Sunday, November 29, 2015

Andy's Angles: The Tower

The WEJL tower is all lit up for the holiday season, and it's a spectacular sight.  You can see it for miles, and it always gives me a happy feeling when I look down from Interstate 81 on my way to work-- and I'm not a Christmas guy.

This photo was taken around 3 AM Friday.  There are times the tower is shut off for the overnight hours.  I hope the "all night" is here until the new year.  It's quite a sight any time, especially when it's the dead of night, and the surroundings are almost totally dark.

For the last few years, the Scranton Times~Tribune has been throwing a big party on tower lighting night-- the night before Thanksgiving, and I think that's fantastic.  Things like First Night, First Fridays, and the Italian Festival keep the streets active in to the evening, and the city certainly needs more of that.

Saturday, November 28, 2015

Train Station Saturday: Waymart

Today, it's another one from the archives.  This is the Gravity Railroad Depot in Waymart.

It always reminded me of a quaint little home, in a residential section of town.  The building was restored about ten years ago.  It's now home to the D&H Gravity Railroad Museum.

This railroad building could have been like so many others-- demolished.  It's fantastic a bit of history is preserved in Waymart.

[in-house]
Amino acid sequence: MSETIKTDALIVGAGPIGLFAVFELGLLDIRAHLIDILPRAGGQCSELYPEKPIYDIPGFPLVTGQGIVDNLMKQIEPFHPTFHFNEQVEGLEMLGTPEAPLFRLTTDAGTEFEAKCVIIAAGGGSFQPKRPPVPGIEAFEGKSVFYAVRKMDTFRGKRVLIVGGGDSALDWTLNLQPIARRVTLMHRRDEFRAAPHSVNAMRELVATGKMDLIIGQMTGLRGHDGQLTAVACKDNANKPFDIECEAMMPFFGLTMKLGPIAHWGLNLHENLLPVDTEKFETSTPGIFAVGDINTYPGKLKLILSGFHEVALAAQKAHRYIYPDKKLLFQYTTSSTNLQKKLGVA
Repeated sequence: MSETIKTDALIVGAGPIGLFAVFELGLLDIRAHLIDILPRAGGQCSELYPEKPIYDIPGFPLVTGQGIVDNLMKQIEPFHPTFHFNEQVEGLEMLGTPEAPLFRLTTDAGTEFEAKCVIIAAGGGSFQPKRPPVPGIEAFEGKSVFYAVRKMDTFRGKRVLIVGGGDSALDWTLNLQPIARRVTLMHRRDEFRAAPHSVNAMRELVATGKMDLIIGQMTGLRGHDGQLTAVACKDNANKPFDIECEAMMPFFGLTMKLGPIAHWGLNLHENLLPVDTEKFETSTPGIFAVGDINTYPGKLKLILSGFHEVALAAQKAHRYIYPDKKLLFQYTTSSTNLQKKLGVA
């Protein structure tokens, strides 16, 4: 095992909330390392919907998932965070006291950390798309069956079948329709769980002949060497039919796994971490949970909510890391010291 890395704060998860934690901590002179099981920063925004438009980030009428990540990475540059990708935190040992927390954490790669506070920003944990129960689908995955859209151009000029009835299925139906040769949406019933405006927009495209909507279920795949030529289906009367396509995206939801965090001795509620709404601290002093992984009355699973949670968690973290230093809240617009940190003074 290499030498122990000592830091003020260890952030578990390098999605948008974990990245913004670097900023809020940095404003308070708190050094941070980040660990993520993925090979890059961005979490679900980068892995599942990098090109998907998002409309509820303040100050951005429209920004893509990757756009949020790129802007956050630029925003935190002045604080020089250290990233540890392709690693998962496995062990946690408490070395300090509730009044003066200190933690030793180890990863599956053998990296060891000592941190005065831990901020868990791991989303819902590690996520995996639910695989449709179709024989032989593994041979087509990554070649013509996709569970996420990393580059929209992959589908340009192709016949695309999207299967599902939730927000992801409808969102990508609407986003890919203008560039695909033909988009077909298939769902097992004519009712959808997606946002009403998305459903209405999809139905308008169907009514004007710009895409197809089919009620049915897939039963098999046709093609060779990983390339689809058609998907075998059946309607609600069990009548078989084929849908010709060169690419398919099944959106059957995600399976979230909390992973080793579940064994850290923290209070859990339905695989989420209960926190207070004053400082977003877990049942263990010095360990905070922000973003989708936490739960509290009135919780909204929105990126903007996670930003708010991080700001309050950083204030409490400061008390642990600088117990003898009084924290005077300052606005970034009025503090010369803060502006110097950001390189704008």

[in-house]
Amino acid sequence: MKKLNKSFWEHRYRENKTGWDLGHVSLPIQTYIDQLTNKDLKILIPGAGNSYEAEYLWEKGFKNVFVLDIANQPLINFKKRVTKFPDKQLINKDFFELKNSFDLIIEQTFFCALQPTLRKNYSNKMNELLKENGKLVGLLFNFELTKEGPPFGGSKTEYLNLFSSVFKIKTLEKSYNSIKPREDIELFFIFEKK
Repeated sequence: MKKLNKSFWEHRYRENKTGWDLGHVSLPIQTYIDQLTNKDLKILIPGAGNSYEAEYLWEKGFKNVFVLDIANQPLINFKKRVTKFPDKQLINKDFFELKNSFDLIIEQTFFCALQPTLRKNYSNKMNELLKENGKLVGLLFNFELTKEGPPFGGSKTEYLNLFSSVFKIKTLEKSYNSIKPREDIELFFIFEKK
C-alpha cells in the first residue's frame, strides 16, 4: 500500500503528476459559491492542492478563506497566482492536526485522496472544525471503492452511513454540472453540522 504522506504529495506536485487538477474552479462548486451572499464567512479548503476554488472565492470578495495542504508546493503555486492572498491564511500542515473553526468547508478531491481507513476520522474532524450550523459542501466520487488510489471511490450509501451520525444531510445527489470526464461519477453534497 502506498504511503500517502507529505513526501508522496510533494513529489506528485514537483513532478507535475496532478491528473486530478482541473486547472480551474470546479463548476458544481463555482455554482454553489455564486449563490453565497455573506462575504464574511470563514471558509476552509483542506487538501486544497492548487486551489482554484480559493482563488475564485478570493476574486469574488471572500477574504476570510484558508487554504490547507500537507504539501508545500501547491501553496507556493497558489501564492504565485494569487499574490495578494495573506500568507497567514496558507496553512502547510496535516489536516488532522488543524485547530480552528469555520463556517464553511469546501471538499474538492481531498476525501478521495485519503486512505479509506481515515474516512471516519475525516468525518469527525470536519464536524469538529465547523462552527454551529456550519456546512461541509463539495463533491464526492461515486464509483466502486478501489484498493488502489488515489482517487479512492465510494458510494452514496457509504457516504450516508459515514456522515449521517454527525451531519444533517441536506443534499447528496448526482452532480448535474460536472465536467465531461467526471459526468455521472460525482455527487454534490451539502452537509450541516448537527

Friday, November 27, 2015

Black Friday

I don't want to disappoint, so here's my yearly anti Black Friday rant...

I get that a lot of people have to go out on Black Friday.  Those sales do stretch a budget.  It all seems tremendously excessive to me, and I really dislike the concept of stores open on Thanksgiving.  I can see mini marts and drug stores, but malls and department stores?  Not for me.

By the way, Black Friday is NOT the biggest shopping day of the year.  It's actually Super Saturday, the last Saturday before Christmas.  If you hear a news reporter or anchor say Black Friday is the biggest shopping day, someone didn't do their research.

My Thanksgiving was nice.  A visit to the gym in the very early morning, followed by some picture taking, a dog walk, some computer time, family dinner, football, and an early trip to bed.

By the way, I detoured through downtown Scranton after leaving the gym.  It was nice to see the WEJL tower still lit at 4:30 AM.  The rest downtown, except for Courthouse Square, was dark and dismal.  Somebody really has to work on that.

My picture taking expedition took me on to Interstate 380.  Jeez O'Pete, what a bumpy road!  If it's this bad now, I shudder to think of its condition when we get to pothole season in the spring.

I hope you had a good holiday.  See you tomorrow morning, and don't forget about Small Business Saturday.

Thursday, November 26, 2015


I usually put a cartoon turkey here, but this year, it's some real ones.  This photo was taken a couple of weeks ago, in a grassy area outside the old Harper Collins building, along Marshwood Road in Throop.

Forgive me for lecturing and preaching today.

We eat turkey, but it's not Turkey Day.  It's Thanksgiving.

No matter how miserable things might be, we can all find something, tiny as it may be, for which to be thankful.

I'm counting my blessings.  The year has been far from perfect, but I have a great family, good friends, a job I like, the unconditional love of a beagle, and a newly rescued, formerly stray, kitten named Nathan.

Enjoy the day, and please think of what it's all about.

Wednesday, November 25, 2015

First Person: Charity

I saw it coming.  Yesterday, I predicted a holiday charity story in my future.  The prediction came true.